Hey guys, the Chennai Super Kings 👑 just won the IPL! The CSK fans are going crazy with tears of joy while everyone else is just crying, except for the RCB fans🤴🏻, of course. You know what they say, never expect just one thing!
Anyway, in the middle of all this sports hoopla, the Indian government quietly announced that they’re releasing a new Rs.75 coin and banning the Rs.2000 note. Some people might think this is a good move, but I don’t.
I mean, think about it, when was the last time you used a coin? Anyone born after 2010 probably hasn’t really used coins for anything important. So, while some of you might be excited, let’s not forget that this is not the time to celebrate. We’re actually one step closer to trouble.
Here’s something to think about: have you ever wondered why the price of gold keeps going up every year? It’s because the value of money keeps decreasing. Crazy, right?
Anyway, let me explain it a little better.
Check out this chart of gold stock from 2010 to 2022.
Now, let’s see the value of 1 rupee from 2010 to 2022.
In 2010, the purchasing power of Rs. 100 was around Rs. 220 in 2023 due to inflation. This means that if you could buy a plate of meals for Rs. 100 🍱 in 2010, the same meal would cost Rs. 220 now.🍛
I wrote a fun story about inflation that uses two fictional characters to explain it. It’s a great read! ( Coming Soon)
Regarding the Rs. 75 coin, the source indicates that the government of India has not collected any money or exchanged the old currency for this one. If the government were to collect all banned Rs. 2000 notes and replace them with Rs. 75 coins, the supply and demand could balance. Unfortunately, the government has already exchanged the Rs. 2000 notes for other notes already in the market.
If the government decides to release the coin, they will make it available and ask citizens to use it, making it legal. However, the addition of more money into the market could lead to inflation. This can be explained using the example of gold. The value of gold increases due to its limited supply. If gold became abundant, its value would decrease, and it would no longer be considered a luxury item.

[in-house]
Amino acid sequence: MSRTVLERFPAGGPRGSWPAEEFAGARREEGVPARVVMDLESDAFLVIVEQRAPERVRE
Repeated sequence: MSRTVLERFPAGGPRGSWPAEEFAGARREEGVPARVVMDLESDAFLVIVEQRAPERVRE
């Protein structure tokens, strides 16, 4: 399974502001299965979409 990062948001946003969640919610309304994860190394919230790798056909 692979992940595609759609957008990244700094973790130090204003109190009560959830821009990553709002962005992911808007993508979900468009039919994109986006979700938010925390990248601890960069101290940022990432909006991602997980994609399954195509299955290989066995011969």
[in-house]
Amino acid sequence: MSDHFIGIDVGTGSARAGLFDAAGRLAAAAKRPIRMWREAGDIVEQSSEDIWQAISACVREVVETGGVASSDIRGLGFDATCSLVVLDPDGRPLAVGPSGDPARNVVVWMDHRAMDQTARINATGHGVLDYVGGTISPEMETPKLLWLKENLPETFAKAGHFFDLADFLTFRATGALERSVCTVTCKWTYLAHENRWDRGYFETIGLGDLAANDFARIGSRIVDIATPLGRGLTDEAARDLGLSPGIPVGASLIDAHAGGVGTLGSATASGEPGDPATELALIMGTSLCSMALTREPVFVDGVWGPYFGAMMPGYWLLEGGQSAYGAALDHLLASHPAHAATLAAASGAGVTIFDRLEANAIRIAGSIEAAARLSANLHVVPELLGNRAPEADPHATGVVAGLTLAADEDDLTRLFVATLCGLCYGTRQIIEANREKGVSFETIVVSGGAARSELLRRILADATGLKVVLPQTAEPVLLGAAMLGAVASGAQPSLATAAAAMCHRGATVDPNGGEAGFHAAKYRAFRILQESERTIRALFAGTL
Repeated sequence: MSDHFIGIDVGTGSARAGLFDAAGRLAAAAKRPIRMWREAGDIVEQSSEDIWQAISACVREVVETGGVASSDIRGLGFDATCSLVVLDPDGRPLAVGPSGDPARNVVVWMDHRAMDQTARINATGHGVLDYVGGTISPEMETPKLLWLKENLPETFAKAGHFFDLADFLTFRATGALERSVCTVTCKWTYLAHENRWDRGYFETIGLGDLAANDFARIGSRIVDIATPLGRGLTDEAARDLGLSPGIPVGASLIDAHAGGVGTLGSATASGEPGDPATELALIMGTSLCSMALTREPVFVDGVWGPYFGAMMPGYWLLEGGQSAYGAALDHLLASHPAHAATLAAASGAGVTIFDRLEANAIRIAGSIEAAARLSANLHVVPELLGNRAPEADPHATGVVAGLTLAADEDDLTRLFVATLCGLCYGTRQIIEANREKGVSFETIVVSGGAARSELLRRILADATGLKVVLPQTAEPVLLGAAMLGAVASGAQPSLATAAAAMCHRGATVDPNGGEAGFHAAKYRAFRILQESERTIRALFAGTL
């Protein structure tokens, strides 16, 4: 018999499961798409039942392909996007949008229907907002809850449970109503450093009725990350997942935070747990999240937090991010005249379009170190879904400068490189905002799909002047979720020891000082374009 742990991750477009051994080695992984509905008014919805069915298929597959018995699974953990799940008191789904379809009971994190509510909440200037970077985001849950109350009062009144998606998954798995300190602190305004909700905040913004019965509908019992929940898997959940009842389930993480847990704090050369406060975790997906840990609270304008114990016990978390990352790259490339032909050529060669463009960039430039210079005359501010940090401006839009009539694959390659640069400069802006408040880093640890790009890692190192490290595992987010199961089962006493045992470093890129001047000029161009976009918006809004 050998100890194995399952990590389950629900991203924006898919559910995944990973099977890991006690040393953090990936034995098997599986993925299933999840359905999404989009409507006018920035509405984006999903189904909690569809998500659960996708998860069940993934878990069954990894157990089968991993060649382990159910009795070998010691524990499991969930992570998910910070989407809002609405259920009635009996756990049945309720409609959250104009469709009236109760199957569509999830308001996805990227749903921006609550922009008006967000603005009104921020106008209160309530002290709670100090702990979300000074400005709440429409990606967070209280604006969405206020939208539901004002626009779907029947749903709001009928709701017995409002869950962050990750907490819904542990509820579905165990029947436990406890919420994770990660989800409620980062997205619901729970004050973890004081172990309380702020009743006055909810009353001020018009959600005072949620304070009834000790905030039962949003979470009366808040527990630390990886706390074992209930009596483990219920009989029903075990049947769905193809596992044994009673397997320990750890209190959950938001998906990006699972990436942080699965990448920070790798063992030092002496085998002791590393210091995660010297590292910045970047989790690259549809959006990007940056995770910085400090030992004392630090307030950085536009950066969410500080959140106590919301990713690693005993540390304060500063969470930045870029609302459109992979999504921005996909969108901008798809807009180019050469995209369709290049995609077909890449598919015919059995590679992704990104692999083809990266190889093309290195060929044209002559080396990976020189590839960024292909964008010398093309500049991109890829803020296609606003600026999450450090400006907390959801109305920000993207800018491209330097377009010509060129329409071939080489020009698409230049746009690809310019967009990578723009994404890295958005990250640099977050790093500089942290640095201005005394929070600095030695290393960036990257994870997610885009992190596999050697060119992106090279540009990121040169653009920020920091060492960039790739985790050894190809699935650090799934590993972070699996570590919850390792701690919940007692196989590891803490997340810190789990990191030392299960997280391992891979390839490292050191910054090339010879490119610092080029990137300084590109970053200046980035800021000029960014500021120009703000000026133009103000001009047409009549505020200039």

The same thing happens with the rupee. If fewer rupees are in the market, their value is higher. However, the government prints more money to meet the demand, decreasing the value of the rupee. You can ask your parents what they could get for Rs. 1 in 1980 or Rs. 10 in 2000 to see this. The increased availability of money in the market leads to inflation.
If the Rs. 75 coin were to be introduced, let’s say with 100,000 coins minted, the new printed money would total around Rs. 75,000,000. This new money supply could lead to inflation, causing grocery prices to go up and potentially triggering the inflation monster.
So, the Indian government hasn’t officially announced how many coins they’re planning to release, but once I find out, I’ll be sure to update my Twitter.
In the meantime, if you’re into crazy stuff like this, you should definitely check out my Twitter for instant updates.
I hope I was able to get my point across, but if not, my bad.
Seriously though, it’s super important to understand why grocery prices are going up while salaries are decreasing. To help explain this crazy phenomenon, I came up with a story featuring two characters. You should totally give it a read if you want to learn more about what’s going on in our society right now.(Coming Soon)